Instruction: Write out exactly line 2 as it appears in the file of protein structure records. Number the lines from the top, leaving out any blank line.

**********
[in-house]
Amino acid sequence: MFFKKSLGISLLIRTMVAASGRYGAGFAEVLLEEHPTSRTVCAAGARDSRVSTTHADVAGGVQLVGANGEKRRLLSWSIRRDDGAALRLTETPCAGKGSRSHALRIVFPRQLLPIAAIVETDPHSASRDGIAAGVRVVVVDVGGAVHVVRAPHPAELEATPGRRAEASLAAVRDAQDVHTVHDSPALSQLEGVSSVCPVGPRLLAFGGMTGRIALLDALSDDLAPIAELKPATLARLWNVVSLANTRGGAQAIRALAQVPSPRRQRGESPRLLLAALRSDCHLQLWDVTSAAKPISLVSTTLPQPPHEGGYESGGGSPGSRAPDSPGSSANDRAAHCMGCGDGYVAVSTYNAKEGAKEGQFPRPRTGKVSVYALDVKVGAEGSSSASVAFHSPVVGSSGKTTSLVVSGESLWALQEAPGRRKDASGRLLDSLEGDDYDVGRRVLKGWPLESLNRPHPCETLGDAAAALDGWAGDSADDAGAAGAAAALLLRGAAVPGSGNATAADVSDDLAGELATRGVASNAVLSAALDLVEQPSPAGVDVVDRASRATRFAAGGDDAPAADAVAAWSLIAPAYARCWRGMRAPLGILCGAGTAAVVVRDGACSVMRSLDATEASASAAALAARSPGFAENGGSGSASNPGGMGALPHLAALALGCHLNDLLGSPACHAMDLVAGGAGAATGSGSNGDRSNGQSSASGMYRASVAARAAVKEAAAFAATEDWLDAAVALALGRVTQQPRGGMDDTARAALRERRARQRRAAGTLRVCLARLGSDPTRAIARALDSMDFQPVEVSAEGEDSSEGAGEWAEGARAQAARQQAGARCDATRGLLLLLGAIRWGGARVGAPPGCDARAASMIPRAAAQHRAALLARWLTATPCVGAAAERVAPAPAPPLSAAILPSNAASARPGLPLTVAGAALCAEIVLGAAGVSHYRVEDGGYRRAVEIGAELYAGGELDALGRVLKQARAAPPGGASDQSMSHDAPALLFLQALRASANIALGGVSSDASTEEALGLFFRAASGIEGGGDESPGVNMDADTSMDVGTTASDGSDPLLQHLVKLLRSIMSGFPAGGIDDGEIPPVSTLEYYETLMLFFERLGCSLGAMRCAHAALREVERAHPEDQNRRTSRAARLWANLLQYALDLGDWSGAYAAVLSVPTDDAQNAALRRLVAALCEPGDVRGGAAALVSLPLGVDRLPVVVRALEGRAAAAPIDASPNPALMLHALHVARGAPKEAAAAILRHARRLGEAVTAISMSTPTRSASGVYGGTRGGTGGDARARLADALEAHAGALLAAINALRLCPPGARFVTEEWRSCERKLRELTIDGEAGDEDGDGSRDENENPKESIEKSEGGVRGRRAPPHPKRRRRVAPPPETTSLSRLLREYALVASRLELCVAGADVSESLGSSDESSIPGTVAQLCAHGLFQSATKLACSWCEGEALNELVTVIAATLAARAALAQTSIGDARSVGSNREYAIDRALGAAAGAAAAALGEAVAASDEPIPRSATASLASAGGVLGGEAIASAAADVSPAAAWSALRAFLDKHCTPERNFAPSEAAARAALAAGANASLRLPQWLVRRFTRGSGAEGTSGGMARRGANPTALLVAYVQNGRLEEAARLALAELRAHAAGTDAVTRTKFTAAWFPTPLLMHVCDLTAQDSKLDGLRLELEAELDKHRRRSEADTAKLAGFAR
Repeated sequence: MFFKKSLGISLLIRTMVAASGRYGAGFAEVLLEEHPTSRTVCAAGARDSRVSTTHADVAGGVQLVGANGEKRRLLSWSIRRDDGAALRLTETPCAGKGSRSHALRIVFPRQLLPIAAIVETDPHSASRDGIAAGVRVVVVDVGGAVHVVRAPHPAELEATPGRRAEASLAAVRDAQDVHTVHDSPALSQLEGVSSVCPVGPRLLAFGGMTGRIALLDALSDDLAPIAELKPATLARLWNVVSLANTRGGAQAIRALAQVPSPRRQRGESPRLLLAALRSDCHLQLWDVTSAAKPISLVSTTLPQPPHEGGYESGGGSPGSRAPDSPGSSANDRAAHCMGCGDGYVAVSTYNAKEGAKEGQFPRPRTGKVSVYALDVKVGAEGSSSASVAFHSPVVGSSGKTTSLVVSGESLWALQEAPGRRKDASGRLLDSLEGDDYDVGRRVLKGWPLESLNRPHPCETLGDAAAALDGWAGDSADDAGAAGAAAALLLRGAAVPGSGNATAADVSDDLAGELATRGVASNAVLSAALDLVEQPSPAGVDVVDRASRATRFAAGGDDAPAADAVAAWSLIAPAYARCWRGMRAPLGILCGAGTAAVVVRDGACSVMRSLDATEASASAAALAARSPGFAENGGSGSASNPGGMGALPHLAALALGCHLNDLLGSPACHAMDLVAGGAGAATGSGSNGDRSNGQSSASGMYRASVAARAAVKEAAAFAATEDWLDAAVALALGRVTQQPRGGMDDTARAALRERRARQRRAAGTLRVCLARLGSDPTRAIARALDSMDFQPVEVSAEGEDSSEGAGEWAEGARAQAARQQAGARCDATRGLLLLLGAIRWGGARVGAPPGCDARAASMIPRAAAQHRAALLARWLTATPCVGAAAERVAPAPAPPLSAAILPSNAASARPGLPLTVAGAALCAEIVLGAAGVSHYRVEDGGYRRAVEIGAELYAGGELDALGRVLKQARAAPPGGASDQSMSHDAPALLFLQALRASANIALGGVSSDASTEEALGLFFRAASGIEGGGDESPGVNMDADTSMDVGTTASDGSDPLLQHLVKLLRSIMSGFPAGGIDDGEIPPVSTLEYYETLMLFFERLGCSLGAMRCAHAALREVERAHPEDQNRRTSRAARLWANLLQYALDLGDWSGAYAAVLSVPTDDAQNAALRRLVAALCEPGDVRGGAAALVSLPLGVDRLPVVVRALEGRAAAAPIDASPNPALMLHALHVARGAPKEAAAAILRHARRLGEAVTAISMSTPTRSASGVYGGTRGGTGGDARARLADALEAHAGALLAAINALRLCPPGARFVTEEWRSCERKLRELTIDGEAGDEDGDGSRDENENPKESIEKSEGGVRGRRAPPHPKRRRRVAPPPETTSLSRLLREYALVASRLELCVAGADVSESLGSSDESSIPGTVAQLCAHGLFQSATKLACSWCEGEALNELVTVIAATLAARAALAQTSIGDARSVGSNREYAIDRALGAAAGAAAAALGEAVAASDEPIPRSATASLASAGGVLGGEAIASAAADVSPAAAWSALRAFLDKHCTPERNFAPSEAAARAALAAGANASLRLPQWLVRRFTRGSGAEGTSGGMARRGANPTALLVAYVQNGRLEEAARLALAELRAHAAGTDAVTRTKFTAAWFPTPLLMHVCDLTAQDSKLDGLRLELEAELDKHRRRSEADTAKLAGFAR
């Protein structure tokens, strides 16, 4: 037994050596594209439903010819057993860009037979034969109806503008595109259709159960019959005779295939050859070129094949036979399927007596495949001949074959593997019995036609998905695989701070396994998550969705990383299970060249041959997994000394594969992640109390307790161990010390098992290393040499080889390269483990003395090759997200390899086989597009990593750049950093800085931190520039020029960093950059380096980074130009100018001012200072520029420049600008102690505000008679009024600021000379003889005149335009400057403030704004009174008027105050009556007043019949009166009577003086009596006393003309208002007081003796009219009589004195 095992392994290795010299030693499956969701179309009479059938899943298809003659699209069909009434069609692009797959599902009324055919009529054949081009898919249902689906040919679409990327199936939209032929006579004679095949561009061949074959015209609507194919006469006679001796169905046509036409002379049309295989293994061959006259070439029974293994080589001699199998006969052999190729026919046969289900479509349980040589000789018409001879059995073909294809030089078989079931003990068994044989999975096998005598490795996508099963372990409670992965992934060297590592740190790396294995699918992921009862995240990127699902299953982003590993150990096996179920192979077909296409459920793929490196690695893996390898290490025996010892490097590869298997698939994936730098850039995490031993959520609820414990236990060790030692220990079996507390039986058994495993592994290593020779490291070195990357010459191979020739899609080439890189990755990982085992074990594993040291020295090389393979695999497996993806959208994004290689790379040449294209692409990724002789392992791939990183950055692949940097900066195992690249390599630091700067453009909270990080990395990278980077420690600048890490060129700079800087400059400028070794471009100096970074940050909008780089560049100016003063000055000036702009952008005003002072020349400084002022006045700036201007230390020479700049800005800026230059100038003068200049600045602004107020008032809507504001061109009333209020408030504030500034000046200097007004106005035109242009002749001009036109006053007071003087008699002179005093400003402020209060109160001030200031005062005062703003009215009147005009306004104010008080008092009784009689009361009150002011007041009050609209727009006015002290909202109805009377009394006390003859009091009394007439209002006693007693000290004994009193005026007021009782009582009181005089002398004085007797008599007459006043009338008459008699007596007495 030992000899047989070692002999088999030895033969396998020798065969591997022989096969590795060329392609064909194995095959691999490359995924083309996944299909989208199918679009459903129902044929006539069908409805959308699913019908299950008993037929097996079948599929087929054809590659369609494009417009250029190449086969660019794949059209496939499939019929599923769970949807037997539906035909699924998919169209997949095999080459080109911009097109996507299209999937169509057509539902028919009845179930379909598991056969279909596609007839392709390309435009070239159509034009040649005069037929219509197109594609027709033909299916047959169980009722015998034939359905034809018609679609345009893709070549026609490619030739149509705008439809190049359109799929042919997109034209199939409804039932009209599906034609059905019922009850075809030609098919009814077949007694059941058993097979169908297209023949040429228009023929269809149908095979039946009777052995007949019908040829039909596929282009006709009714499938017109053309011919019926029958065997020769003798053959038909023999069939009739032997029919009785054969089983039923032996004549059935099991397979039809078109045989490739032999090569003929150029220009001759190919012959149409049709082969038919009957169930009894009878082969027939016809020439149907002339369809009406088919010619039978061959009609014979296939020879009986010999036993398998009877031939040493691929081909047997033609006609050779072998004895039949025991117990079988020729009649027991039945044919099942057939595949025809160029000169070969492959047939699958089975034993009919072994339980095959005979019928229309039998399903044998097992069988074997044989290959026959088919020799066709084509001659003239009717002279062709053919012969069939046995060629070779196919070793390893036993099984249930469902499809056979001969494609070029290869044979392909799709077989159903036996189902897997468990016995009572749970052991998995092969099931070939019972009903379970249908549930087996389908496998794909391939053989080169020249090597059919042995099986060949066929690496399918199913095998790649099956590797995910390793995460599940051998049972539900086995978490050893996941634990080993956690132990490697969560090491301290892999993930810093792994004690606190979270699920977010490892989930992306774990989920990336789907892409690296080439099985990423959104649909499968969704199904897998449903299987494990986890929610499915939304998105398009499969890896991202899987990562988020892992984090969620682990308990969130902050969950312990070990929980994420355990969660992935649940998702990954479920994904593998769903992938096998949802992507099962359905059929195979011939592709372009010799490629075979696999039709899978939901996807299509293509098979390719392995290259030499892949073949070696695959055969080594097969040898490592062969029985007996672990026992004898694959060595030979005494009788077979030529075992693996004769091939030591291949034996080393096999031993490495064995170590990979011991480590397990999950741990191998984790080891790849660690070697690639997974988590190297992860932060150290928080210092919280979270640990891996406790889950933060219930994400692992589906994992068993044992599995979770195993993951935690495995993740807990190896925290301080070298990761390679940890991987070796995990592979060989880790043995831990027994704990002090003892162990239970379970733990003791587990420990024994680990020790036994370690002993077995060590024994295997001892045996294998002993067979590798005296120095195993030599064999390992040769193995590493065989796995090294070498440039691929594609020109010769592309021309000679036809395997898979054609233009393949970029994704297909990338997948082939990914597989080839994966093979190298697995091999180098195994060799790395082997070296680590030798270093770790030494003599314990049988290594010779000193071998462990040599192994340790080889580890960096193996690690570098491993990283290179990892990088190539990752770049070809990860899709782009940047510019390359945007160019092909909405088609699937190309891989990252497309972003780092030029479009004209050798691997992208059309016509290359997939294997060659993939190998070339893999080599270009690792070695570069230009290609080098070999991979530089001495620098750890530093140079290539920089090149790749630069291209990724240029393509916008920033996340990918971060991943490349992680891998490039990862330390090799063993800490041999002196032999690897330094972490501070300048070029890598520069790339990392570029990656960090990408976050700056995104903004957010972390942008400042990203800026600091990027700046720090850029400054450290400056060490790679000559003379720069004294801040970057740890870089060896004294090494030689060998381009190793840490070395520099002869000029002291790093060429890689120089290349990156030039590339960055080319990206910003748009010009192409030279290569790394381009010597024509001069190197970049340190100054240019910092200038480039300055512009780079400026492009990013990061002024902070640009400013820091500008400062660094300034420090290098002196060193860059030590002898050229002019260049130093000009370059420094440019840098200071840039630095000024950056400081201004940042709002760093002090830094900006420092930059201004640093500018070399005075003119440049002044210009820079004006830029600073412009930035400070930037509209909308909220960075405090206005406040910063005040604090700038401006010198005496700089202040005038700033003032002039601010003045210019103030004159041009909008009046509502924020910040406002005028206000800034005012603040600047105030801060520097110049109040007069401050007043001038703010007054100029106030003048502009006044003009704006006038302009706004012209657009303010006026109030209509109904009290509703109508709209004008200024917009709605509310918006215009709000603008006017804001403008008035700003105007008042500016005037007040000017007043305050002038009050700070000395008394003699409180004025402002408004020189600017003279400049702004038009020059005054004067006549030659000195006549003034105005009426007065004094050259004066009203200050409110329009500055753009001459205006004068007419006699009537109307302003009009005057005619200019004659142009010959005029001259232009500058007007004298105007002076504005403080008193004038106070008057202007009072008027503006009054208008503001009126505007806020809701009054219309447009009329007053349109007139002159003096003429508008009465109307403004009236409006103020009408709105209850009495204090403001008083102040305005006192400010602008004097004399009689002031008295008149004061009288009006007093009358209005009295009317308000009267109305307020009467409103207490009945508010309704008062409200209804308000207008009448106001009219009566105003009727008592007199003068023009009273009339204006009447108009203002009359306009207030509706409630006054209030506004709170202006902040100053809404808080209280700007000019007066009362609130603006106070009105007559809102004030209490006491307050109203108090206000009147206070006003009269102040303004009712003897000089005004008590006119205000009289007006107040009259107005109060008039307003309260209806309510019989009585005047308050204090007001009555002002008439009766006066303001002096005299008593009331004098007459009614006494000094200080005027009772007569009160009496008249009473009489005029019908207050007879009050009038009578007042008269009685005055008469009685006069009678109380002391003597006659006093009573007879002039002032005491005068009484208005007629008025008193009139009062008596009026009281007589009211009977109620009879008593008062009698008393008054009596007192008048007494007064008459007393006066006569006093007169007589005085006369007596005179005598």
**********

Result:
Amino acid sequence: MFFKKSLGISLLIRTMVAASGRYGAGFAEVLLEEHPTSRTVCAAGARDSRVSTTHADVAGGVQLVGANGEKRRLLSWSIRRDDGAALRLTETPCAGKGSRSHALRIVFPRQLLPIAAIVETDPHSASRDGIAAGVRVVVVDVGGAVHVVRAPHPAELEATPGRRAEASLAAVRDAQDVHTVHDSPALSQLEGVSSVCPVGPRLLAFGGMTGRIALLDALSDDLAPIAELKPATLARLWNVVSLANTRGGAQAIRALAQVPSPRRQRGESPRLLLAALRSDCHLQLWDVTSAAKPISLVSTTLPQPPHEGGYESGGGSPGSRAPDSPGSSANDRAAHCMGCGDGYVAVSTYNAKEGAKEGQFPRPRTGKVSVYALDVKVGAEGSSSASVAFHSPVVGSSGKTTSLVVSGESLWALQEAPGRRKDASGRLLDSLEGDDYDVGRRVLKGWPLESLNRPHPCETLGDAAAALDGWAGDSADDAGAAGAAAALLLRGAAVPGSGNATAADVSDDLAGELATRGVASNAVLSAALDLVEQPSPAGVDVVDRASRATRFAAGGDDAPAADAVAAWSLIAPAYARCWRGMRAPLGILCGAGTAAVVVRDGACSVMRSLDATEASASAAALAARSPGFAENGGSGSASNPGGMGALPHLAALALGCHLNDLLGSPACHAMDLVAGGAGAATGSGSNGDRSNGQSSASGMYRASVAARAAVKEAAAFAATEDWLDAAVALALGRVTQQPRGGMDDTARAALRERRARQRRAAGTLRVCLARLGSDPTRAIARALDSMDFQPVEVSAEGEDSSEGAGEWAEGARAQAARQQAGARCDATRGLLLLLGAIRWGGARVGAPPGCDARAASMIPRAAAQHRAALLARWLTATPCVGAAAERVAPAPAPPLSAAILPSNAASARPGLPLTVAGAALCAEIVLGAAGVSHYRVEDGGYRRAVEIGAELYAGGELDALGRVLKQARAAPPGGASDQSMSHDAPALLFLQALRASANIALGGVSSDASTEEALGLFFRAASGIEGGGDESPGVNMDADTSMDVGTTASDGSDPLLQHLVKLLRSIMSGFPAGGIDDGEIPPVSTLEYYETLMLFFERLGCSLGAMRCAHAALREVERAHPEDQNRRTSRAARLWANLLQYALDLGDWSGAYAAVLSVPTDDAQNAALRRLVAALCEPGDVRGGAAALVSLPLGVDRLPVVVRALEGRAAAAPIDASPNPALMLHALHVARGAPKEAAAAILRHARRLGEAVTAISMSTPTRSASGVYGGTRGGTGGDARARLADALEAHAGALLAAINALRLCPPGARFVTEEWRSCERKLRELTIDGEAGDEDGDGSRDENENPKESIEKSEGGVRGRRAPPHPKRRRRVAPPPETTSLSRLLREYALVASRLELCVAGADVSESLGSSDESSIPGTVAQLCAHGLFQSATKLACSWCEGEALNELVTVIAATLAARAALAQTSIGDARSVGSNREYAIDRALGAAAGAAAAALGEAVAASDEPIPRSATASLASAGGVLGGEAIASAAADVSPAAAWSALRAFLDKHCTPERNFAPSEAAARAALAAGANASLRLPQWLVRRFTRGSGAEGTSGGMARRGANPTALLVAYVQNGRLEEAARLALAELRAHAAGTDAVTRTKFTAAWFPTPLLMHVCDLTAQDSKLDGLRLELEAELDKHRRRSEADTAKLAGFAR